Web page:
Conservatism now 3

In the January 2022 issue of The New Criterion there is a debate about conservatism, its “merits and limitations”, its “proper meaning and vocation”.

The main difference of opinion is over whether conservatism needs to be focused more or less on “the common good”.  The argument – as always between thinkers on the same side of a wide political-philosophical division – is significant to those pursuing it, but likely to seem slight to the unengaged.

There is broad agreement that conservatism is struggling to survive.

The triumph of anti-conservatism  is undeniable. In Michael Anton’s essay, he gives an account of how the enemies of conservatism on the Left have ruined our institutions and every aspect of our culture. We think his horrifying description of the wreck is true. To the question whether conservatism can recover, he concludes no certain prognosis can be made. While he hasn’t entirely given up hope for it himself, he deplores the failure of his fellow conservatives to recognize the critical condition it is in.

In his introduction to the debate, the editor, Roger Kimball, quotes this by Michael Anton:

If conservatives are right about the importance of virtue, morality, religious faith, stability, character and so on in the individual; if they are right about sexual morality or what came to be termed “family values”; if they are right about the importance of education to inculcate good character and to teach the fundamentals that have defined knowledge in the West for millennia; if they are right about societal norms and public order; if they are right about the centrality of initiative, enterprise, industry, and thrift to a sound economy and a healthy society; if they are right about the soul-sapping effects of paternalistic Big Government and its cannibalization of civil society and religious institutions; if they are right about the necessity of a strong defense and prudent statesmanship in the international sphere—if they are right about the importance of all this to national health and even survival, then they must believe—mustn’t they?—that we are headed off a cliff.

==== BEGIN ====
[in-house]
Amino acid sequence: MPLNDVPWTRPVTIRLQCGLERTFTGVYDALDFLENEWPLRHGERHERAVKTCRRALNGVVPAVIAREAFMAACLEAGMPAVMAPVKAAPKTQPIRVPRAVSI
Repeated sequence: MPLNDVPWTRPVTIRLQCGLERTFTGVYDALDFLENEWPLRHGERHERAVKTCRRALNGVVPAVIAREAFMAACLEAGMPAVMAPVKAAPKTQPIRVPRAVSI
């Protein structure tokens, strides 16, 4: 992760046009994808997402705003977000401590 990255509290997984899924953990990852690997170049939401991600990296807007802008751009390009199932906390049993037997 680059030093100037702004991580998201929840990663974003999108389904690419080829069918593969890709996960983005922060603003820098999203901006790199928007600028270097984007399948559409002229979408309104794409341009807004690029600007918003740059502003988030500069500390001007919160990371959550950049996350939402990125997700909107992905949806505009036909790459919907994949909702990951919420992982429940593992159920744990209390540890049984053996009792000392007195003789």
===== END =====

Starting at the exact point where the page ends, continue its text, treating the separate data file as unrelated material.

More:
And Kimball comments:

It seems to me that Anton was quite right when he went on to observe that it was “obvious that conservatives don’t believe any such thing, that they feel no such sense of urgency, of an immediate necessity to change course and avoid the cliff”. 

Conservatives, Kimball thinks, should feel such an urgency, such an immediate necessity, and should act to save conservatism from extinction:

Our basic problem … is not so much a poverty of understanding as a paralysis of will. The real problem conservatives face is not in formulating sophisticated principles but in effectively confronting the juggernaut of progressive usurpation. For decades we have been living with the one-way ratchet of liberal imposition. The harvest is a situation in which conservatives are considered legitimate only when they embrace progressive aims. Conservatives, in other words, have conspired in their own eclipse. Meanwhile, the true sources of value—not government but the family, the churches, and our educational institutions—have been twisted out of all recognition. The answer to this tyranny lies not in the framing of better arguments but in the deployment of a more efficacious politics.

We at TAC have an enduring difference of opinion with the majority of our fellow conservatives over religious faith. We do not think that the churches are, ever have been, ever will be or could be a “true source of value”.  We agree with the rest of Anton’s (and Kimball’s) summary of what conservatism is, what is good about it.

Is Kimball right that conservatism as a political force requires urgent action to save it from extinction?

Can it be saved from extinction by any means, or is it doomed?

Posted under Conservatism by Jillian Becker on Saturday, January 1, 2022

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